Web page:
Honda Motor and the Advanced Telecommunications Research Institute International (ATR) have jointly developed new technology that enables a robot to mimic the movements of a person by reading the patterns of activity in the person’s brain. Clench your fist, and the robot does the same; hold two fingers up, and the robot does likewise. Researchers in the West have already developed technology in which devices can be operated by implanting electrodes in the brain or controlling blood flow through special exercises, but this is the first system in the world to achieve robotic movement using changes in the natural blood flow caused by brain activity.

Potential for Use in Electric Wheelchairs
Aiming to develop a robot whose movements are entirely controlled by human thought, Honda plans to apply this latest innovation to its bipedal robot ASIMO. The company hopes to produce a robot that helps people in their daily lives within five to ten years.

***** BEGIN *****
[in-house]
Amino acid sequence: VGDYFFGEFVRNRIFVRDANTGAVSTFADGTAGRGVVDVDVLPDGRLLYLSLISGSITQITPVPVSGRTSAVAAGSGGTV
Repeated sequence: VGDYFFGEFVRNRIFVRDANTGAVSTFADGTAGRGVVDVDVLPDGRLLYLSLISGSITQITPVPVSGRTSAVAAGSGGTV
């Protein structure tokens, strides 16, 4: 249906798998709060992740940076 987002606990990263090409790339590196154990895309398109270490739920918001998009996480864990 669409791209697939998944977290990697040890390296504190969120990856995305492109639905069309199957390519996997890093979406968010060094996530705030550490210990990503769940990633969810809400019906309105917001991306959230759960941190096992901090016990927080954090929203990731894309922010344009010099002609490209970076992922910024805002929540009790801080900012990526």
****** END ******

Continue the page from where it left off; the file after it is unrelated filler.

The ability to control a machine simply through the power of thought could have positive implications for severely disabled or elderly people. Such technology would enable the development of electric wheelchairs and other assistive devices that could be controlled through signals from the brain, circumventing the need for manual controls.


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